This article was found on the Organize IT Blog
Working hard and playing hard is a very popular saying nowadays. Actually to many people it’s more than a saying, it’s a way of life.
Because we spend so much time working it’s only natural that we should find an equally demanding form of release that we can fit into the little time we have left for ourselves. What better way to play hard than to go out on a weekend, down copious amounts of alcohol, and eventually stagger home at 6AM?
The problem with working hard is it’s a surefire way to burn out and the problem with playing hard is… it’s also a surefire way to burn out. You see the problem?
Businesses don’t exactly help the situation. They continue to force more stupid work hours, leaving us with less free time to fit in all the stress-releasing fun we need as a result. In fact, in the near future (if it’s not happening already) companies will probably have offices on one floor and bars and clubs on another so their employees will never need to leave the building on a weekend. I’m waiting for the time when companies start asking why work and play need to be separate things (because work is so much fun, right?). If you find yourself dancing away with a Smirnoff Ice in your hand while simultaneously analyzing the latest sales figures with your team you’ll know things have gone too far.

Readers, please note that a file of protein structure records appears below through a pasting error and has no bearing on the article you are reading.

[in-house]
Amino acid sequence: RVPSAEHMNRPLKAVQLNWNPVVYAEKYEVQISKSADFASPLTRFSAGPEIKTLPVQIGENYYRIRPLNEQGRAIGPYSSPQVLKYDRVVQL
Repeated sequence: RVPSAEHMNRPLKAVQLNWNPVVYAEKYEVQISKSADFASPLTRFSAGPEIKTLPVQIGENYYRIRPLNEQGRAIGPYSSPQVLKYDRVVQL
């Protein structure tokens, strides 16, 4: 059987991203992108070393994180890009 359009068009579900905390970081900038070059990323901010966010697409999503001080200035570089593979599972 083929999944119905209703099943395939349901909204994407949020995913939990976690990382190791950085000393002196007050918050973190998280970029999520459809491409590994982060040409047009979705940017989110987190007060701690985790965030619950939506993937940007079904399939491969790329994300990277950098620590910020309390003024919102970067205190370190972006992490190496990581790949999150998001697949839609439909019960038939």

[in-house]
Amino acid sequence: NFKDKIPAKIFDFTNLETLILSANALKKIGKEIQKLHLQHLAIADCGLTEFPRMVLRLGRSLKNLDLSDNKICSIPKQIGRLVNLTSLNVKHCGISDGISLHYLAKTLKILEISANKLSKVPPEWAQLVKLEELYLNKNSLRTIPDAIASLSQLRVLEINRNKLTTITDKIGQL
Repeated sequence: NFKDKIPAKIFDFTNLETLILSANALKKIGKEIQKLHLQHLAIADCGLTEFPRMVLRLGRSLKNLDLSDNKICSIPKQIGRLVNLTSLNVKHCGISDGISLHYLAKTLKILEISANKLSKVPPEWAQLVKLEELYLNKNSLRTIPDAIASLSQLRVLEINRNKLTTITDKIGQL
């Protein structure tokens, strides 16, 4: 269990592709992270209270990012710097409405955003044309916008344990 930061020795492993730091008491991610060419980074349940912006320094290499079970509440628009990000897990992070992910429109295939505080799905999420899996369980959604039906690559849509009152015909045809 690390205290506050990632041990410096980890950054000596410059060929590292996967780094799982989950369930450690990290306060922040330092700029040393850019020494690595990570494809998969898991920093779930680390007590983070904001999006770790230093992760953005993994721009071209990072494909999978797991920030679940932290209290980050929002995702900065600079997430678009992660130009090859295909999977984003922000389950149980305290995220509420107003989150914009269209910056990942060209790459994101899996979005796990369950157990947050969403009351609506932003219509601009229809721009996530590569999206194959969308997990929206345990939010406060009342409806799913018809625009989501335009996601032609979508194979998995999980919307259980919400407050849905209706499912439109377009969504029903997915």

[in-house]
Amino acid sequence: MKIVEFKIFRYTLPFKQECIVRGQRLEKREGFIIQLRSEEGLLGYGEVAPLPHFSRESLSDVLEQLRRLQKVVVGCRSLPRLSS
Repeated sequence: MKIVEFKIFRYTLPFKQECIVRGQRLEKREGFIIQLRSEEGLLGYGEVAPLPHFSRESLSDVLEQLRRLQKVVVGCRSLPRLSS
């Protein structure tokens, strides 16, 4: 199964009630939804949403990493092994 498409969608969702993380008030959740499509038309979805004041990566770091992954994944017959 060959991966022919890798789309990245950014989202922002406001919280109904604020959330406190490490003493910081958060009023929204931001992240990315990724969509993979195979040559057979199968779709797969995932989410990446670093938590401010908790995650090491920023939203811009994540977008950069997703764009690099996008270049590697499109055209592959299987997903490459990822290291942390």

The whole work hard, play hard mantra unfortunately shows no sign of stopping even though it’s quite frankly a marketing con.
How hard must you really be working if you still have the time and energy to go partying afterwards? And how heavily must you be playing if you are still able to do a demanding day at work without much sleep and probably an hangover?
But what can we do? Well why would you even want to work hard for the sake of it? Try working smart and playing smart instead. Rather than spending all your time knee-deep in work, look at how to streamline your workflow, become more productive and use your time better. That way you won’t feel pressured to find quick-fix ways of having a good time.
In tomorrow’s blog post, Tom Weber will discuss the differences between working hard and working smart.